At times we were surrounded by all this noise, but we could not see the culprits. It was as though they were mocking us.
Some of it was lyrical, at times it was chirping, and then there was the squawking.
It was like a game of hide-and-seek. I wanted to shout “olly, olly oxen free” for them to come out and reveal themselves. If only birding were that easy. Instead, it’s a lot of waiting, listening, and finally excitement when seeing a feathered friend fly or rest on a branch without visual obstruction.
Before they even came into sight we had our weapons of choice—camera, binoculars, bare eyes—ready to document their existence.
With my friend, Darla, in town for a long weekend, we hit a couple nearby places that were recommended for seeing a variety of birds. This is an activity she is just getting into, so the birds listed below that we saw come with the caveat that she is a self-described “below beginner level birder” and I’m not a birder of any kind.
Because she is from Central Oregon we were able to check off some birds she had not recorded before. Others, like the scrub jay, quail and turkey vultures, were species she had seen long before she started getting interested in this activity.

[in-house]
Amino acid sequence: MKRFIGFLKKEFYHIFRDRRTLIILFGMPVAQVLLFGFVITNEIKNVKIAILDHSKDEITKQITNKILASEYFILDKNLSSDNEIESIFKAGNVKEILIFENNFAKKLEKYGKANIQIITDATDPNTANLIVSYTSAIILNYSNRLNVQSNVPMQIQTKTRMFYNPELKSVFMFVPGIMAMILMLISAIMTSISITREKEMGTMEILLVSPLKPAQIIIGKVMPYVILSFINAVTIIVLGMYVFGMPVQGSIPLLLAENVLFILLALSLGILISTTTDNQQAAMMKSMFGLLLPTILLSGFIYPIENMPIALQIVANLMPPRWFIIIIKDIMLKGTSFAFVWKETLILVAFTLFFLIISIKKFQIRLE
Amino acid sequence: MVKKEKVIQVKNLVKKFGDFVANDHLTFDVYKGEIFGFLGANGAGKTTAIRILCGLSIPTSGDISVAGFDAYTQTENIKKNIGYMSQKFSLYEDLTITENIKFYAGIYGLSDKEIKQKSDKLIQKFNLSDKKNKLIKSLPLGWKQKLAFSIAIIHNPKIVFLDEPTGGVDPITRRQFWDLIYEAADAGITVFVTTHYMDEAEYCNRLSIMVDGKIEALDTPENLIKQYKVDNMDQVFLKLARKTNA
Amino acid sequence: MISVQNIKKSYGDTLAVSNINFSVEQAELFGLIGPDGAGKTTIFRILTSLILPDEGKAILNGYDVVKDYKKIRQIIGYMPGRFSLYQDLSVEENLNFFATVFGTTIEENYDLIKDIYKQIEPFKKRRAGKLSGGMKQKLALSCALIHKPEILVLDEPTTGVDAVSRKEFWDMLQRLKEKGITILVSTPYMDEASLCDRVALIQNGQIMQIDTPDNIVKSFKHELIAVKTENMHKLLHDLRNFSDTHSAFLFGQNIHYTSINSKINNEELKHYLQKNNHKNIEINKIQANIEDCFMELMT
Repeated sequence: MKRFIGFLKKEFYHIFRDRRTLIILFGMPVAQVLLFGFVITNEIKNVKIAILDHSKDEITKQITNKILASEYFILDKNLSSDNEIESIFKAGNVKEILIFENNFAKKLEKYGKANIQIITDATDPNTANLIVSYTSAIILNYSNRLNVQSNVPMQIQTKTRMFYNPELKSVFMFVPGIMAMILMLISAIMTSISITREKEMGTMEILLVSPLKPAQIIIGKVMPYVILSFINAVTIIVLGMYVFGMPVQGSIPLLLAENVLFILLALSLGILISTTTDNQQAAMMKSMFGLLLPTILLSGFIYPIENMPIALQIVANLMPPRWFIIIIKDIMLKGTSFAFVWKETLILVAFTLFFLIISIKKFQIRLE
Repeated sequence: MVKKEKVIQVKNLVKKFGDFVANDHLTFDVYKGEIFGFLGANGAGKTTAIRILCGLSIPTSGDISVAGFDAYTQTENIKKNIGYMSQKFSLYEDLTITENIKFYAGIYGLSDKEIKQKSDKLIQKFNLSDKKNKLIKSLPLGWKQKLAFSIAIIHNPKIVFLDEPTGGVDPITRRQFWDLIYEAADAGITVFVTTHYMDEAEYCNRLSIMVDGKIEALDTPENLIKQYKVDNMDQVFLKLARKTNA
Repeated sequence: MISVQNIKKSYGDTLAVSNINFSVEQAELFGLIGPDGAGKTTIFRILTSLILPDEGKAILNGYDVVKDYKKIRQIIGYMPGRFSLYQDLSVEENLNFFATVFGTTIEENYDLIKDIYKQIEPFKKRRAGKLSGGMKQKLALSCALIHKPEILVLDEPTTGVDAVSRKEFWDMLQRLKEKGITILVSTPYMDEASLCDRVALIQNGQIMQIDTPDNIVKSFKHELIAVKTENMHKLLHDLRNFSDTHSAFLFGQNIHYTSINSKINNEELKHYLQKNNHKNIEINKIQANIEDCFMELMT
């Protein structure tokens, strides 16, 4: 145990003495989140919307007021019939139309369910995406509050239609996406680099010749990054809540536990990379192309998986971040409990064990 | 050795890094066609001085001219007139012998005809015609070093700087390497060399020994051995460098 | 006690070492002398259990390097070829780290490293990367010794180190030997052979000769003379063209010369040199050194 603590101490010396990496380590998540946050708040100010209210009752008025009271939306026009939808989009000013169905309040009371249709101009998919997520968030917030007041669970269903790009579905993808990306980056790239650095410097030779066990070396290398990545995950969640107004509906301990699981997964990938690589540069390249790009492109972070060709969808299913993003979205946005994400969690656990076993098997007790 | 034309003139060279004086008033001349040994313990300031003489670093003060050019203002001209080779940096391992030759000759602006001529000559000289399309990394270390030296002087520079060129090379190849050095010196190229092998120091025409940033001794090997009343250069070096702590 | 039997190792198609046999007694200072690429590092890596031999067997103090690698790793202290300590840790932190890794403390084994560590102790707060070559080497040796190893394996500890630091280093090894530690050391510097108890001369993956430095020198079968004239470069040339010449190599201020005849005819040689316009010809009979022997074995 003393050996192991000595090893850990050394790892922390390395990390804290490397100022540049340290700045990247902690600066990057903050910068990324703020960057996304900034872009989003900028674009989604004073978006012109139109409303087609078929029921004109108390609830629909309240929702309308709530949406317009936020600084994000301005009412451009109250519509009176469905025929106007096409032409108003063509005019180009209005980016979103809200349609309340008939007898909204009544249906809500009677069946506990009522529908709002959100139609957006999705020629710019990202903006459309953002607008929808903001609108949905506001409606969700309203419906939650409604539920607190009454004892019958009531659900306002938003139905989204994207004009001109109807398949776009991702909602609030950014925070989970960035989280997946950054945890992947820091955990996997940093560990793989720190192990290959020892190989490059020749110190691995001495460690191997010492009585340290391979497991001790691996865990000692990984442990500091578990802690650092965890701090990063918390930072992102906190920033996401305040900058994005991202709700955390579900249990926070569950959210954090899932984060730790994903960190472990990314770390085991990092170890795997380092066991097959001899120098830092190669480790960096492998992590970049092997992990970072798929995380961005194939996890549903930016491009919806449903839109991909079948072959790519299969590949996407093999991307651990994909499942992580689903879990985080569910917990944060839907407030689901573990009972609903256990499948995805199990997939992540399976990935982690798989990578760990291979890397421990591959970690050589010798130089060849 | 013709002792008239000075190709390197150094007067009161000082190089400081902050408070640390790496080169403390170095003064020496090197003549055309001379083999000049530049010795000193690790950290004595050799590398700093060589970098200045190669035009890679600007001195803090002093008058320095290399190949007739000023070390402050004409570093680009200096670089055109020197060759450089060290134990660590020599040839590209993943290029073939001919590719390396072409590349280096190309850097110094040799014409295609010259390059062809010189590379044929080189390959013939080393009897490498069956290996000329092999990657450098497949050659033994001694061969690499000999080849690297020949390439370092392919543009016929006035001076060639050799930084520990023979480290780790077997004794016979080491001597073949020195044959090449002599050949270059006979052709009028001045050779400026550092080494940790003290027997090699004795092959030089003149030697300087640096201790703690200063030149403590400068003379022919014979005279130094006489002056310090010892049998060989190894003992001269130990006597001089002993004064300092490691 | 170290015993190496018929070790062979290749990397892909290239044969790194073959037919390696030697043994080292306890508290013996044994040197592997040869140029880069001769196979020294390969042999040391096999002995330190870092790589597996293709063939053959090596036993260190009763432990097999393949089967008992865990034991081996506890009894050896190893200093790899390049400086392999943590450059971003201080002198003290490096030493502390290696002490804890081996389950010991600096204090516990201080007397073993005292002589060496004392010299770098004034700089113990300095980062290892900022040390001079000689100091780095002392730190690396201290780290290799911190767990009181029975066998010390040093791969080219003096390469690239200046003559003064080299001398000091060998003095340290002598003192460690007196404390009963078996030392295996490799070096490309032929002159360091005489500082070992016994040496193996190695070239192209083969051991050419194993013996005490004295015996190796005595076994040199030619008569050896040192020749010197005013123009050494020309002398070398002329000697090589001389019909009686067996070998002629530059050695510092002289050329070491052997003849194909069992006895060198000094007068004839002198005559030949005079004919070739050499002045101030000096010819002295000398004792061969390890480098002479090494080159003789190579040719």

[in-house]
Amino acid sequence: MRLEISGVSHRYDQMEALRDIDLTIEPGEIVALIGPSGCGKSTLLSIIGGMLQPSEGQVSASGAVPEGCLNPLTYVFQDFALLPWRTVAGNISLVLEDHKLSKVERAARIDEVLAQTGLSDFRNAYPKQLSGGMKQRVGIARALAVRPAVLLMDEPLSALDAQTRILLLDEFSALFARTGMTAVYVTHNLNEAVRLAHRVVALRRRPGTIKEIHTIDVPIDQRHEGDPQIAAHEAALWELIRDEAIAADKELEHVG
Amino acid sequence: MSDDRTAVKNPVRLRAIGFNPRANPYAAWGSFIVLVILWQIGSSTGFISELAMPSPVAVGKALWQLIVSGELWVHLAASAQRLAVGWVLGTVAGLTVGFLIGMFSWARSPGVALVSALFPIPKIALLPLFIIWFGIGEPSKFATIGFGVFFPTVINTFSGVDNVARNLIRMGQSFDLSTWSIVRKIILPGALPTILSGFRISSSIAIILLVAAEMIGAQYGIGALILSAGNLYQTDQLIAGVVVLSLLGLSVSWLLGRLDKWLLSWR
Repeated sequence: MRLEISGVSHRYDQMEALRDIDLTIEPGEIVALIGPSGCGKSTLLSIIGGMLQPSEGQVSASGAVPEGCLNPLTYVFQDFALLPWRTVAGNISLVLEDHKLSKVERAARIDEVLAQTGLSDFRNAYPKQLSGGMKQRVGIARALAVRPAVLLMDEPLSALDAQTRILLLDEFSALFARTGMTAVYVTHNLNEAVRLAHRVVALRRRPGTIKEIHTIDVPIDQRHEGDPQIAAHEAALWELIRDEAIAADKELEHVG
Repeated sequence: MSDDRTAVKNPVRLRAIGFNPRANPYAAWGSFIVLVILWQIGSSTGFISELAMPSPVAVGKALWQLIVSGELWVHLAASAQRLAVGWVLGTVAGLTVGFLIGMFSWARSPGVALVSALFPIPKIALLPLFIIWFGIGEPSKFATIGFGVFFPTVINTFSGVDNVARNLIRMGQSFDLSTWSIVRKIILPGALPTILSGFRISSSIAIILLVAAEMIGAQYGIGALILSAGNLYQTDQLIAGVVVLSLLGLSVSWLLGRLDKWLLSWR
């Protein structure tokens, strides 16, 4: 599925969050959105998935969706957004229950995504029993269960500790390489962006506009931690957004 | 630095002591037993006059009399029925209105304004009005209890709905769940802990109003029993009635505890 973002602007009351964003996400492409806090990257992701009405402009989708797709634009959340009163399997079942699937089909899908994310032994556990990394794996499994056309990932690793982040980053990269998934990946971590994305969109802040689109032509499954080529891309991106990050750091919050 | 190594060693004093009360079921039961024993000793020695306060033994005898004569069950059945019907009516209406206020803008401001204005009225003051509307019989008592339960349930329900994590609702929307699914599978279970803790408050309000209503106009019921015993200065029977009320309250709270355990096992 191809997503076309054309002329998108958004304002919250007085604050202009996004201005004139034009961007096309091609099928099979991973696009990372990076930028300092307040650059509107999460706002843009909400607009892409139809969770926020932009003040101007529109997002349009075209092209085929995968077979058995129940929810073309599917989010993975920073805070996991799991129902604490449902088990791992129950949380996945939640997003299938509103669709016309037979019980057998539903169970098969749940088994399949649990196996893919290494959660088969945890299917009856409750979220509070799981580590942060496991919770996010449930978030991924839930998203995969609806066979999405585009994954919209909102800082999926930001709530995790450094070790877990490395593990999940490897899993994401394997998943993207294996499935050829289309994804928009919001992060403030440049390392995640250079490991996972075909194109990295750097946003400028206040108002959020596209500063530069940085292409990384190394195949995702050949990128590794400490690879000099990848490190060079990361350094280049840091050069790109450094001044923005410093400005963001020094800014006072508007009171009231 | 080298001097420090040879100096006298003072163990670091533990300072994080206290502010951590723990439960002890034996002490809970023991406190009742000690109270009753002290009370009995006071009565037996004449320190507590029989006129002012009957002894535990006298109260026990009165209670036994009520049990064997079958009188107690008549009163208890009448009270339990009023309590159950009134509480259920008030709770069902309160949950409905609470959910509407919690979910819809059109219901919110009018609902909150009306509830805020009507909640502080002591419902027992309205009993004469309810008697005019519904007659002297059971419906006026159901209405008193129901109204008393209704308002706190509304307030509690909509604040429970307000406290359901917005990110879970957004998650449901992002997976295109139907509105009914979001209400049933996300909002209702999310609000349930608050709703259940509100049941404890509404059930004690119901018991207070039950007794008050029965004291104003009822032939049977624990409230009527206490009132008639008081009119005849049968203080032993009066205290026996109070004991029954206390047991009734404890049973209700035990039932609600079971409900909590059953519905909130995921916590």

Some of the other birds we are pretty sure we saw include the Western wood pewee, acorn woodpecker, dark-eyed junco, bushtit, and oak titmouse.
There were others, but their shape, coloring and any unique characteristic were not distinguishable enough for her decipher. I was of little help in this whole identifying ritual. When they don’t sit long or are camouflaged by leaves and tree limbs, it’s hard to get a definitive read on the animal.
With nearly 10,000 bird species in the world, it could take a lifetime to track them all down.
Plenty of people bird every day. Then there are the events where people count them.
One of the biggest bird counts is the annual Christmas event put on by the National Audubon Society from Dec. 14-Jan 5. This year marks the 122nd year.
The Audubon website says, “The data collected by observers over the past century allow Audubon researchers, conservation biologists, wildlife agencies and other interested individuals to study the long-term health and status of bird populations across North America. When combined with other surveys such as the Breeding Bird Survey, it provides a picture of how the continent’s bird populations have changed in time and space over the past hundred years. The long term perspective is vital for conservationists. It informs strategies to protect birds and their habitat, and helps identify environmental issues with implications for people as well.”
This is a count I’ve participated in on the fringes as a journalist. It really is amazing to see species of birds you might otherwise not notice were nearby. And to view them with specialty equipment is a treat. These birders, well, they, too, are an interesting breed.